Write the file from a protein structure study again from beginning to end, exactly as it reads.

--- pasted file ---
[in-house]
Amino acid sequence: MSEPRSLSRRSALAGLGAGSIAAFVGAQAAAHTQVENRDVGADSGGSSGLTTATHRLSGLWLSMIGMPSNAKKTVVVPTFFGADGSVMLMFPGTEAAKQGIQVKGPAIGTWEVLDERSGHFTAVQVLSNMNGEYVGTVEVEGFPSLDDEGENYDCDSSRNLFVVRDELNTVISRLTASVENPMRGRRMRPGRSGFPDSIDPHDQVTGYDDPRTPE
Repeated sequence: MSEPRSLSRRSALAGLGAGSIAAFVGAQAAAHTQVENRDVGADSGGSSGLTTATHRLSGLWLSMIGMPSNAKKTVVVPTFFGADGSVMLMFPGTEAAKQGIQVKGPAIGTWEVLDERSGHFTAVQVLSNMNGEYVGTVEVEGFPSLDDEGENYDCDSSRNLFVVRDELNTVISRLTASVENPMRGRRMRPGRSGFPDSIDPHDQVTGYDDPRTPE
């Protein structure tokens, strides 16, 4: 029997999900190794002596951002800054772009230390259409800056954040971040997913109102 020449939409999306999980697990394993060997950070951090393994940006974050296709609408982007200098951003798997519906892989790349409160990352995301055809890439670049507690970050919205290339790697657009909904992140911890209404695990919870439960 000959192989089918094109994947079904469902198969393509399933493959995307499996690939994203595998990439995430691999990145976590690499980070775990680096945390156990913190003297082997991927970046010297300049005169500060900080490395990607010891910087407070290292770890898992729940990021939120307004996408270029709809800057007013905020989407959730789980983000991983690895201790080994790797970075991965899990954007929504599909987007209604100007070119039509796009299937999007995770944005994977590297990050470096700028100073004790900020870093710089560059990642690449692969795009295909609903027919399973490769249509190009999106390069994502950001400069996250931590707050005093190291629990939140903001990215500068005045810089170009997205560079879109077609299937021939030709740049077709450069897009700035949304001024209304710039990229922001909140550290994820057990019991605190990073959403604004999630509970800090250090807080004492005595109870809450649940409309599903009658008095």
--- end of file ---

[in-house]
Amino acid sequence: MSEPRSLSRRSALAGLGAGSIAAFVGAQAAAHTQVENRDVGADSGGSSGLTTATHRLSGLWLSMIGMPSNAKKTVVVPTFFGADGSVMLMFPGTEAAKQGIQVKGPAIGTWEVLDERSGHFTAVQVLSNMNGEYVGTVEVEGFPSLDDEGENYDCDSSRNLFVVRDELNTVISRLTASVENPMRGRRMRPGRSGFPDSIDPHDQVTGYDDPRTPE
Repeated sequence: MSEPRSLSRRSALAGLGAGSIAAFVGAQAAAHTQVENRDVGADSGGSSGLTTATHRLSGLWLSMIGMPSNAKKTVVVPTFFGADGSVMLMFPGTEAAKQGIQVKGPAIGTWEVLDERSGHFTAVQVLSNMNGEYVGTVEVEGFPSLDDEGENYDCDSSRNLFVVRDELNTVISRLTASVENPMRGRRMRPGRSGFPDSIDPHDQVTGYDDPRTPE
């Protein structure tokens, strides 16, 4: 029997999900190794002596951002800054772009230390259409800056954040971040997913109102 020449939409999306999980697990394993060997950070951090393994940006974050296709609408982007200098951003798997519906892989790349409160990352995301055809890439670049507690970050919205290339790697657009909904992140911890209404695990919870439960 000959192989089918094109994947079904469902198969393509399933493959995307499996690939994203595998990439995430691999990145976590690499980070775990680096945390156990913190003297082997991927970046010297300049005169500060900080490395990607010891910087407070290292770890898992729940990021939120307004996408270029709809800057007013905020989407959730789980983000991983690895201790080994790797970075991965899990954007929504599909987007209604100007070119039509796009299937999007995770944005994977590297990050470096700028100073004790900020870093710089560059990642690449692969795009295909609903027919399973490769249509190009999106390069994502950001400069996250931590707050005093190291629990939140903001990215500068005045810089170009997205560079879109077609299937021939030709740049077709450069897009700035949304001024209304710039990229922001909140550290994820057990019991605190990073959403604004999630509970800090250090807080004492005595109870809450649940409309599903009658008095």